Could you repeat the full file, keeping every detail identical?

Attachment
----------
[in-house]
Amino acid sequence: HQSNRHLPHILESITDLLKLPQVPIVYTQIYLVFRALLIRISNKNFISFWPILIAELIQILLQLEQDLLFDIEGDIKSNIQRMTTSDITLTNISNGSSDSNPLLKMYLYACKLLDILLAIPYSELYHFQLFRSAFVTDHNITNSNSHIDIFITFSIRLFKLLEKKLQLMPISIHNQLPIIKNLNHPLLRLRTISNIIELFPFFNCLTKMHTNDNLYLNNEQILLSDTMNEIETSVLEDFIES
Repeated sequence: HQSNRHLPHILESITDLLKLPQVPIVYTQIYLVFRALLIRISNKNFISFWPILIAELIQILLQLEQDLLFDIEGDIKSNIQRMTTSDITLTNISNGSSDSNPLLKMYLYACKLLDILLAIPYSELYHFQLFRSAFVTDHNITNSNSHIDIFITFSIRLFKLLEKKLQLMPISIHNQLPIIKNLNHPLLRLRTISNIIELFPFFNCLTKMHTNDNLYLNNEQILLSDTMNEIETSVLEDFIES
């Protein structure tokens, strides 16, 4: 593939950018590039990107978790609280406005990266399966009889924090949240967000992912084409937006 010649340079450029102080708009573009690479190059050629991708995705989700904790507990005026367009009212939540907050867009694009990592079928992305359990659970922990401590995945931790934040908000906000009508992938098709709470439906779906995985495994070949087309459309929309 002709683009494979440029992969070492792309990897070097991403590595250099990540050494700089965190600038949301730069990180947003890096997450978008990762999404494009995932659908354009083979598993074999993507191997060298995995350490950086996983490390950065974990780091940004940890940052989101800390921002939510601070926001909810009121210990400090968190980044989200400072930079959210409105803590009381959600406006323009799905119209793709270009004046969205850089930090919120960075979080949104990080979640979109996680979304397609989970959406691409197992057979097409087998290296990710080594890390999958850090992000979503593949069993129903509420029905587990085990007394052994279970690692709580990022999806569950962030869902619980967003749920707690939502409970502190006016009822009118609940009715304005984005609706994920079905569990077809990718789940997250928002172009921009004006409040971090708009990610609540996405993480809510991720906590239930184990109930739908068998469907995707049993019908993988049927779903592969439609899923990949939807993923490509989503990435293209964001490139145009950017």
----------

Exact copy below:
[in-house]
Amino acid sequence: HQSNRHLPHILESITDLLKLPQVPIVYTQIYLVFRALLIRISNKNFISFWPILIAELIQILLQLEQDLLFDIEGDIKSNIQRMTTSDITLTNISNGSSDSNPLLKMYLYACKLLDILLAIPYSELYHFQLFRSAFVTDHNITNSNSHIDIFITFSIRLFKLLEKKLQLMPISIHNQLPIIKNLNHPLLRLRTISNIIELFPFFNCLTKMHTNDNLYLNNEQILLSDTMNEIETSVLEDFIES
Repeated sequence: HQSNRHLPHILESITDLLKLPQVPIVYTQIYLVFRALLIRISNKNFISFWPILIAELIQILLQLEQDLLFDIEGDIKSNIQRMTTSDITLTNISNGSSDSNPLLKMYLYACKLLDILLAIPYSELYHFQLFRSAFVTDHNITNSNSHIDIFITFSIRLFKLLEKKLQLMPISIHNQLPIIKNLNHPLLRLRTISNIIELFPFFNCLTKMHTNDNLYLNNEQILLSDTMNEIETSVLEDFIES
């Protein structure tokens, strides 16, 4: 593939950018590039990107978790609280406005990266399966009889924090949240967000992912084409937006 010649340079450029102080708009573009690479190059050629991708995705989700904790507990005026367009009212939540907050867009694009990592079928992305359990659970922990401590995945931790934040908000906000009508992938098709709470439906779906995985495994070949087309459309929309 002709683009494979440029992969070492792309990897070097991403590595250099990540050494700089965190600038949301730069990180947003890096997450978008990762999404494009995932659908354009083979598993074999993507191997060298995995350490950086996983490390950065974990780091940004940890940052989101800390921002939510601070926001909810009121210990400090968190980044989200400072930079959210409105803590009381959600406006323009799905119209793709270009004046969205850089930090919120960075979080949104990080979640979109996680979304397609989970959406691409197992057979097409087998290296990710080594890390999958850090992000979503593949069993129903509420029905587990085990007394052994279970690692709580990022999806569950962030869902619980967003749920707690939502409970502190006016009822009118609940009715304005984005609706994920079905569990077809990718789940997250928002172009921009004006409040971090708009990610609540996405993480809510991720906590239930184990109930739908068998469907995707049993019908993988049927779903592969439609899923990949939807993923490509989503990435293209964001490139145009950017």